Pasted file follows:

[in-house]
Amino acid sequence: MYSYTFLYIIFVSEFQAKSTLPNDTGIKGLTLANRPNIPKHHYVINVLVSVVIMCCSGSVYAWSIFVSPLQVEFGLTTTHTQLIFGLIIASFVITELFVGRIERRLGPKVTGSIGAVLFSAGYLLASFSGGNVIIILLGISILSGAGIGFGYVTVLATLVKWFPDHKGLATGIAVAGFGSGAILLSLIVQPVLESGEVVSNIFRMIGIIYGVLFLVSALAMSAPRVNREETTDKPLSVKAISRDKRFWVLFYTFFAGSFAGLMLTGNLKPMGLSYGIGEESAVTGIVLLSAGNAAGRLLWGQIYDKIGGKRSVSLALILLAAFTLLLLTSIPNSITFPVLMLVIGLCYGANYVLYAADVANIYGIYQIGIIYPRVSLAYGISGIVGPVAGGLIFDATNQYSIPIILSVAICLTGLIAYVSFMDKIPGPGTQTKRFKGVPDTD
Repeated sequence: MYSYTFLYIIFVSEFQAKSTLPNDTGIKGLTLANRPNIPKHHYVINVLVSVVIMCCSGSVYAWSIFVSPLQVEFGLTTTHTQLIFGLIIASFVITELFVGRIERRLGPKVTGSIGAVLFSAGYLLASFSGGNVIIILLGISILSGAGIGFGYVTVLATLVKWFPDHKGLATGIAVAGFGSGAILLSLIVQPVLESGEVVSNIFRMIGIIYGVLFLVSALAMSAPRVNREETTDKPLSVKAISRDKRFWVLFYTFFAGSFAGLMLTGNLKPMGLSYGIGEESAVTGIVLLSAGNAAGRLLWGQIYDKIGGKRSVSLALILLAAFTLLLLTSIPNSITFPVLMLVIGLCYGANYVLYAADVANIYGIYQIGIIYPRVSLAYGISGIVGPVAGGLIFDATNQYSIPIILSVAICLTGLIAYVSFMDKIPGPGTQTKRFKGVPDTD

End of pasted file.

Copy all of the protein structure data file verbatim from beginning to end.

[in-house]
Amino acid sequence: MYSYTFLYIIFVSEFQAKSTLPNDTGIKGLTLANRPNIPKHHYVINVLVSVVIMCCSGSVYAWSIFVSPLQVEFGLTTTHTQLIFGLIIASFVITELFVGRIERRLGPKVTGSIGAVLFSAGYLLASFSGGNVIIILLGISILSGAGIGFGYVTVLATLVKWFPDHKGLATGIAVAGFGSGAILLSLIVQPVLESGEVVSNIFRMIGIIYGVLFLVSALAMSAPRVNREETTDKPLSVKAISRDKRFWVLFYTFFAGSFAGLMLTGNLKPMGLSYGIGEESAVTGIVLLSAGNAAGRLLWGQIYDKIGGKRSVSLALILLAAFTLLLLTSIPNSITFPVLMLVIGLCYGANYVLYAADVANIYGIYQIGIIYPRVSLAYGISGIVGPVAGGLIFDATNQYSIPIILSVAICLTGLIAYVSFMDKIPGPGTQTKRFKGVPDTD
Repeated sequence: MYSYTFLYIIFVSEFQAKSTLPNDTGIKGLTLANRPNIPKHHYVINVLVSVVIMCCSGSVYAWSIFVSPLQVEFGLTTTHTQLIFGLIIASFVITELFVGRIERRLGPKVTGSIGAVLFSAGYLLASFSGGNVIIILLGISILSGAGIGFGYVTVLATLVKWFPDHKGLATGIAVAGFGSGAILLSLIVQPVLESGEVVSNIFRMIGIIYGVLFLVSALAMSAPRVNREETTDKPLSVKAISRDKRFWVLFYTFFAGSFAGLMLTGNLKPMGLSYGIGEESAVTGIVLLSAGNAAGRLLWGQIYDKIGGKRSVSLALILLAAFTLLLLTSIPNSITFPVLMLVIGLCYGANYVLYAADVANIYGIYQIGIIYPRVSLAYGISGIVGPVAGGLIFDATNQYSIPIILSVAICLTGLIAYVSFMDKIPGPGTQTKRFKGVPDTD